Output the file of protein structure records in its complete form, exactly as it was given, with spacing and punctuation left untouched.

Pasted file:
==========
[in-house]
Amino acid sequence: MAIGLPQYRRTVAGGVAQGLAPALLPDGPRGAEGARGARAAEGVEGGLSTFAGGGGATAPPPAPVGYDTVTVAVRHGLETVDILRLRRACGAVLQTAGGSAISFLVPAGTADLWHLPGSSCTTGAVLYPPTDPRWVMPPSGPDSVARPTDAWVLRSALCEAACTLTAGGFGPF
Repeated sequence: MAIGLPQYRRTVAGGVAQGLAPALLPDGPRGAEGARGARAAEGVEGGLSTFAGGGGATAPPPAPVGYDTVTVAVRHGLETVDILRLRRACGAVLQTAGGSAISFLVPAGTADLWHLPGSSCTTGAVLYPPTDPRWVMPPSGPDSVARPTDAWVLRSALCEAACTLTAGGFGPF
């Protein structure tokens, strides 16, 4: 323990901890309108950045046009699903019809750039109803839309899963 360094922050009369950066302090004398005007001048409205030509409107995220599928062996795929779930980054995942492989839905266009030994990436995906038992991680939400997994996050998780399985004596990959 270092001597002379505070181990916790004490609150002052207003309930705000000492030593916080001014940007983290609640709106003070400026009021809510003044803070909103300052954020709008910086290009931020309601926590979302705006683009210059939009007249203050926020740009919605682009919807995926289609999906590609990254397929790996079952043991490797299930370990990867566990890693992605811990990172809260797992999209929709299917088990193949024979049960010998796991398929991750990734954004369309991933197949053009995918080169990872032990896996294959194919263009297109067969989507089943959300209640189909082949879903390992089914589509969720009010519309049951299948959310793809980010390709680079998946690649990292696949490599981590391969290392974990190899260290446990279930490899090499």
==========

[in-house]
Amino acid sequence: MAIGLPQYRRTVAGGVAQGLAPALLPDGPRGAEGARGARAAEGVEGGLSTFAGGGGATAPPPAPVGYDTVTVAVRHGLETVDILRLRRACGAVLQTAGGSAISFLVPAGTADLWHLPGSSCTTGAVLYPPTDPRWVMPPSGPDSVARPTDAWVLRSALCEAACTLTAGGFGPF
Repeated sequence: MAIGLPQYRRTVAGGVAQGLAPALLPDGPRGAEGARGARAAEGVEGGLSTFAGGGGATAPPPAPVGYDTVTVAVRHGLETVDILRLRRACGAVLQTAGGSAISFLVPAGTADLWHLPGSSCTTGAVLYPPTDPRWVMPPSGPDSVARPTDAWVLRSALCEAACTLTAGGFGPF
């Protein structure tokens, strides 16, 4: 323990901890309108950045046009699903019809750039109803839309899963 360094922050009369950066302090004398005007001048409205030509409107995220599928062996795929779930980054995942492989839905266009030994990436995906038992991680939400997994996050998780399985004596990959 270092001597002379505070181990916790004490609150002052207003309930705000000492030593916080001014940007983290609640709106003070400026009021809510003044803070909103300052954020709008910086290009931020309601926590979302705006683009210059939009007249203050926020740009919605682009919807995926289609999906590609990254397929790996079952043991490797299930370990990867566990890693992605811990990172809260797992999209929709299917088990193949024979049960010998796991398929991750990734954004369309991933197949053009995918080169990872032990896996294959194919263009297109067969989507089943959300209640189909082949879903390992089914589509969720009010519309049951299948959310793809980010390709680079998946690649990292696949490599981590391969290392974990190899260290446990279930490899090499």